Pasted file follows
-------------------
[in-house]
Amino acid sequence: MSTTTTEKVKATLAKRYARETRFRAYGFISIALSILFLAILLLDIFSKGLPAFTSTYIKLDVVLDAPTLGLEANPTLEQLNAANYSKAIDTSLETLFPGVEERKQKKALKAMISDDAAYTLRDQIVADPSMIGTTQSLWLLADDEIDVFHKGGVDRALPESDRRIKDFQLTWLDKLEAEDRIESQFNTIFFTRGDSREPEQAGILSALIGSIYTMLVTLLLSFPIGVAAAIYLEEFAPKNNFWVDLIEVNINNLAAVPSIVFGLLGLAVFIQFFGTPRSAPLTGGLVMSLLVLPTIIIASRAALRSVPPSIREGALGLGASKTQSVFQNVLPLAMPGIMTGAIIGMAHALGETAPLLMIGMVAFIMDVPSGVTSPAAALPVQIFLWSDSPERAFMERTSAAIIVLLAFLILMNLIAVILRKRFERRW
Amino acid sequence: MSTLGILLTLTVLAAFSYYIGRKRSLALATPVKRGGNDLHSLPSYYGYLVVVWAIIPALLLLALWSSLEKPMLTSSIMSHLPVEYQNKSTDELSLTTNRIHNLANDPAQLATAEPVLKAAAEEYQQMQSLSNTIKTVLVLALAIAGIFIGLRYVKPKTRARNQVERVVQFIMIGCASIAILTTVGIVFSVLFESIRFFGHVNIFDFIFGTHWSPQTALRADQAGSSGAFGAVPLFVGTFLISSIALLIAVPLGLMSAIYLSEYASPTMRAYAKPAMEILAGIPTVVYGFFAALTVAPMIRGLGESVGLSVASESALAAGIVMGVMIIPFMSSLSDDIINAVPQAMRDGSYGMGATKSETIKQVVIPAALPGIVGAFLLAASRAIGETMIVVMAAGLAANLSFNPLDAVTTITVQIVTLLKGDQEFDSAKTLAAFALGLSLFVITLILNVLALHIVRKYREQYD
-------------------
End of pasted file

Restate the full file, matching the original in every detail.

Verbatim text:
[in-house]
Amino acid sequence: MSTTTTEKVKATLAKRYARETRFRAYGFISIALSILFLAILLLDIFSKGLPAFTSTYIKLDVVLDAPTLGLEANPTLEQLNAANYSKAIDTSLETLFPGVEERKQKKALKAMISDDAAYTLRDQIVADPSMIGTTQSLWLLADDEIDVFHKGGVDRALPESDRRIKDFQLTWLDKLEAEDRIESQFNTIFFTRGDSREPEQAGILSALIGSIYTMLVTLLLSFPIGVAAAIYLEEFAPKNNFWVDLIEVNINNLAAVPSIVFGLLGLAVFIQFFGTPRSAPLTGGLVMSLLVLPTIIIASRAALRSVPPSIREGALGLGASKTQSVFQNVLPLAMPGIMTGAIIGMAHALGETAPLLMIGMVAFIMDVPSGVTSPAAALPVQIFLWSDSPERAFMERTSAAIIVLLAFLILMNLIAVILRKRFERRW
Amino acid sequence: MSTLGILLTLTVLAAFSYYIGRKRSLALATPVKRGGNDLHSLPSYYGYLVVVWAIIPALLLLALWSSLEKPMLTSSIMSHLPVEYQNKSTDELSLTTNRIHNLANDPAQLATAEPVLKAAAEEYQQMQSLSNTIKTVLVLALAIAGIFIGLRYVKPKTRARNQVERVVQFIMIGCASIAILTTVGIVFSVLFESIRFFGHVNIFDFIFGTHWSPQTALRADQAGSSGAFGAVPLFVGTFLISSIALLIAVPLGLMSAIYLSEYASPTMRAYAKPAMEILAGIPTVVYGFFAALTVAPMIRGLGESVGLSVASESALAAGIVMGVMIIPFMSSLSDDIINAVPQAMRDGSYGMGATKSETIKQVVIPAALPGIVGAFLLAASRAIGETMIVVMAAGLAANLSFNPLDAVTTITVQIVTLLKGDQEFDSAKTLAAFALGLSLFVITLILNVLALHIVRKYREQYD